A smoke alarm shrouded by smokeFire and life safety professionals are known to utter these words: Choose a device that is listed by a qualified testing laboratory or Check the device for the label of a nationally recognized testing laboratory. From time to time they may have a need for professional product, equipment, process or chemical testing, inspection and evaluation services from a nationally recognized testing laboratory.  But how do you contact one of these laboratories? The U.S. Occupational Safety and Health Administration (OSHA) maintains a list of them. OSHA’s Nationally Recognized Testing Laboratory Program recognizes private sector organizations that can perform certification to make sure products meet the requirement for construction and general industry OSHA electrical standards.

Image of a smoke alarm, followed by a list of safety tipsAirbnb hosts rent all or part of their home to guests as an alternative to traditional hotels or other hospitality settings. A new study in the journal Injury Prevention evaluating Airbnb fire safety finds that 20 percent of Airbnb’s in Washington, D.C. might not have smoke alarms. The study evaluated listings of amenities in Airbnb properties in 16 U.S. cities to calculate availability of safety features. According to WTOP, the study found that 58 percent listed carbon monoxide alarms and less than half reported having fire extinguishers or first aid kits.

“Safety amenities are important when you stay someplace and you as a consumer should be aware if they’re provided,” said Dr. Vanya Jones of Johns Hopkins Bloomberg School of Public Health.

NFPA’s safety tips sheets on the topics of smoke alarms, carbon monoxide alarms, and hotel and motel safety provide advice on precautions to take and safety measures for the home or when you’re away.

An RV on the road with bicycles fastened to the back. Closeup of a carbon monoxide alarm

A fifth-wheel recreational vehicle (RV) was destroyed by fire on Friday evening in Bend, Oregon. When fire crews arrived the RV was fully involved. The RV was parked on private property and not attached to a vehicle when the fire broke out. According to KTVZ, losses were estimated at $7,000. The owner was moved to temporary lodging. Deputy Fire Marshal Cindy Kettering is reminding the public that working smoke alarms and carbon monoxide alarms are just as important in RVs as they are in traditional homes.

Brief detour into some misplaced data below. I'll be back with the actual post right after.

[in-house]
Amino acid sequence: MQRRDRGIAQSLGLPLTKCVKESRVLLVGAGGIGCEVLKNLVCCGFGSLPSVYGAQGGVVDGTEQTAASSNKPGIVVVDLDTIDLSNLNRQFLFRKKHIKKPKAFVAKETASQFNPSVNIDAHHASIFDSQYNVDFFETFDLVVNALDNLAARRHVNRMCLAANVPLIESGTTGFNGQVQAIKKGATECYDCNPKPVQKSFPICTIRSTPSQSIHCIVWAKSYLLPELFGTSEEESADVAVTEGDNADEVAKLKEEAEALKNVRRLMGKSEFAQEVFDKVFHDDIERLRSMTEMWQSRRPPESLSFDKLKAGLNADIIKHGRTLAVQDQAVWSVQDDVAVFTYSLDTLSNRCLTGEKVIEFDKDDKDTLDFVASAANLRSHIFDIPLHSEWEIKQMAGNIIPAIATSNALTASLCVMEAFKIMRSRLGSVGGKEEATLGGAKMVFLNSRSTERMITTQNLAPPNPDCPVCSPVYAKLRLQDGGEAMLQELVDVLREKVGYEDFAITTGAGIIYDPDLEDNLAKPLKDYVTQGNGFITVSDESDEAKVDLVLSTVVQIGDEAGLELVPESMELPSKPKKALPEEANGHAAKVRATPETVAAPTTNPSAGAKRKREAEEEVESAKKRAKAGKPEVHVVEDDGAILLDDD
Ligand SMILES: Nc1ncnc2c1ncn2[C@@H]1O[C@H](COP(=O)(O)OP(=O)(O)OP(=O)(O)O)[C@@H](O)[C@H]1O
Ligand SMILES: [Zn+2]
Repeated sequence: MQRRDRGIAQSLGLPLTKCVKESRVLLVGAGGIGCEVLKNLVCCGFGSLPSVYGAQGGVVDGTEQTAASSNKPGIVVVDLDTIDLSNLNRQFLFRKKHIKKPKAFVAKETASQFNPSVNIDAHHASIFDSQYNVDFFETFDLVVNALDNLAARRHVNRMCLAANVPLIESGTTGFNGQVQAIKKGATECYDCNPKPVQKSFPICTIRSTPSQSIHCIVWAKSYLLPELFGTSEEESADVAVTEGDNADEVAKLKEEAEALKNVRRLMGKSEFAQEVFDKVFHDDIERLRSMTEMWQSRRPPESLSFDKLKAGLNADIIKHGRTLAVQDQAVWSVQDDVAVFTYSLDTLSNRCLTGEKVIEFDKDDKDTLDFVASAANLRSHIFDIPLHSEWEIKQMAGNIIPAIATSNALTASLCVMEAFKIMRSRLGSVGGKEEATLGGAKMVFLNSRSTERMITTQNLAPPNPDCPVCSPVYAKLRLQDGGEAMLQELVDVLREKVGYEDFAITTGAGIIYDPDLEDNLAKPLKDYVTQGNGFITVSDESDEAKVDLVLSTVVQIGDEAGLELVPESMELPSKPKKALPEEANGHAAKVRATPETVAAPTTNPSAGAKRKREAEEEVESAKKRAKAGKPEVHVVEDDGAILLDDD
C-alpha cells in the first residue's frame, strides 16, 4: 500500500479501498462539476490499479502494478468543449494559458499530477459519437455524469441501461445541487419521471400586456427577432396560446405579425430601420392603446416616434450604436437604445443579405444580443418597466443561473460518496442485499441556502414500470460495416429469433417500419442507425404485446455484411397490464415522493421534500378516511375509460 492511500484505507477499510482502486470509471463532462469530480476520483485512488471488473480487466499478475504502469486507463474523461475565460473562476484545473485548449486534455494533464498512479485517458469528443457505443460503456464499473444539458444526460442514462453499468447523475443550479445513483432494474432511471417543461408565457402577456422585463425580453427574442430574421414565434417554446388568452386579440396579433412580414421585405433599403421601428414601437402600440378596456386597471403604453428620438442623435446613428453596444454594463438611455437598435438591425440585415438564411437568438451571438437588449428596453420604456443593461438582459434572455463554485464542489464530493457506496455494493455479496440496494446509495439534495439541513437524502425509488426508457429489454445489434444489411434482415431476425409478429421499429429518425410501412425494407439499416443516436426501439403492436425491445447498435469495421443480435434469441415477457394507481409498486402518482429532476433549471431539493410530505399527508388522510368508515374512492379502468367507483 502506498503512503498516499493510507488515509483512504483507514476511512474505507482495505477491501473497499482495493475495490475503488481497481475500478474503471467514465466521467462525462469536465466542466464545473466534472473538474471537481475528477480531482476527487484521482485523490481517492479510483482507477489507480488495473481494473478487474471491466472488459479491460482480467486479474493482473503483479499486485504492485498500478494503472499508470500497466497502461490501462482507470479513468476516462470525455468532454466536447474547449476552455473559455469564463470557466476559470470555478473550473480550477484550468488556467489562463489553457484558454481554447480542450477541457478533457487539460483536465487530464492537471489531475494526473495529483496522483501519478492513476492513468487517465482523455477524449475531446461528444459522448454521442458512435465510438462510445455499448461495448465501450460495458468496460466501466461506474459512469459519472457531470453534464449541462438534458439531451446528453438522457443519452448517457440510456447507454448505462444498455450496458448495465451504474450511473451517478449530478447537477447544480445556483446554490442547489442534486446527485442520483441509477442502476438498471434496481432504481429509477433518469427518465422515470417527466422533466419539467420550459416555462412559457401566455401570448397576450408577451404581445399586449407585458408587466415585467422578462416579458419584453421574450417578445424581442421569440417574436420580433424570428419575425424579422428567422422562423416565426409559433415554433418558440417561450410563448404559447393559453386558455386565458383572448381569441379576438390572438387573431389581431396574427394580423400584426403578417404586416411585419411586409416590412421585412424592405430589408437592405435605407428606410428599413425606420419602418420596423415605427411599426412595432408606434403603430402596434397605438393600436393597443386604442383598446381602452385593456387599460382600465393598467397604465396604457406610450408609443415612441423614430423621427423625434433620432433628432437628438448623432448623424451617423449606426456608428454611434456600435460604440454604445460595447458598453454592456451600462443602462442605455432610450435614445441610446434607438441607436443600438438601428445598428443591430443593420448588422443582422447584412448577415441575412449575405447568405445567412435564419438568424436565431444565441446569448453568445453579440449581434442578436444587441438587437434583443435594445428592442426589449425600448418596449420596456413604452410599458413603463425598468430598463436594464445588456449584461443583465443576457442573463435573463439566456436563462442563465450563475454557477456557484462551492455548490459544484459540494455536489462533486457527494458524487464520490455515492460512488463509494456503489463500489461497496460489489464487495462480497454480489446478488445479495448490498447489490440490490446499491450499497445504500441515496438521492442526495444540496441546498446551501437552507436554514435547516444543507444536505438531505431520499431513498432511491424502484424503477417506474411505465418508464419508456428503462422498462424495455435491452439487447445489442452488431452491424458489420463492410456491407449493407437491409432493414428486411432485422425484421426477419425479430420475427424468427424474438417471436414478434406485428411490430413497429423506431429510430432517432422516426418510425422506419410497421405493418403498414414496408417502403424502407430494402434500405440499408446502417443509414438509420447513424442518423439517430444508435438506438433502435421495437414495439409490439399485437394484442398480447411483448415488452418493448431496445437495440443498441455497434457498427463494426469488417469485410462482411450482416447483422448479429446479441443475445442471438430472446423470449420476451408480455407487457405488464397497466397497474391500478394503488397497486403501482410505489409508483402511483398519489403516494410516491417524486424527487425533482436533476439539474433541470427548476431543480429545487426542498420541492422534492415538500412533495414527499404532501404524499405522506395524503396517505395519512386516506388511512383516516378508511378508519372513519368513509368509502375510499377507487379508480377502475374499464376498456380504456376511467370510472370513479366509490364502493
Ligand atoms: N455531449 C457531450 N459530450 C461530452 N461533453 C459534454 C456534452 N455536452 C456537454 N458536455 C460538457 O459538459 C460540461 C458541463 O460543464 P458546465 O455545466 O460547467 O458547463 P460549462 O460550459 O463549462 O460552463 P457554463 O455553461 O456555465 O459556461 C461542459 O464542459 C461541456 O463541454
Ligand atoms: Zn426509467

NFPA’s motor home, camper, and recreational vehicle safety tip sheet has pointers for helping to prevent fires and dangerous levels of carbon monoxide exposure.

One family learned first hand that working smoke alarms save lives a few months ago.  A brave 8 year old heard the sound of the smoke alarm and woke her family up.  Since the fire had spread, they used their second way out.  According to Rachel Moreno, Public information officer with the Harris County Fire Marshals office, " This family practiced Know Your Way Out- an outreach campaign her office works on all year!"   With escape planning and having a meeting place at the heart of their community outreach- it was so awesome that a family was saved by the sound of a working smoke alarm.  To make sure families are safe all year round, the Harris County Fire Marshals office has seasonal safety messages that match the season. To help families prepare this spring, Harris County Fire Marshals office developed a Spring Cleaning Checklist. Grilling is a year round activity in Texas but with the warm weather across the US this week, its a good time to check your grill and follow these safety tips.  All this safety tips and more are what fire safety is about! Hi Five to our Texas buddies for your great work and congratulations on this smoke alarm save!

What do crawfish, pepper jelly, alligator bites and fire safety have in common?  They are all part of the offering you might get in Louisiana this spring. The Louisiana State Fire Marshals office in conjunction with NFPA sponsored the first Fire safety summit with 86 firefighters and fire personnel in Zachary.  This exciting educational event focused on the fire safety issues that are causes fires and injuring LA residents.  Firefighters, fire marshals and educators from across the state attended this inaugural event to focus on fire safety in the Bayou.  American Red Cross and the US Consumer Product Safety Commission were just two of the many partners that helped with this day long event. The day included information on smoke alarms, carbon monoxide safety and how to reach senior adults through programs like Remembering When. Click here to find out more about fire safety in Louisiana!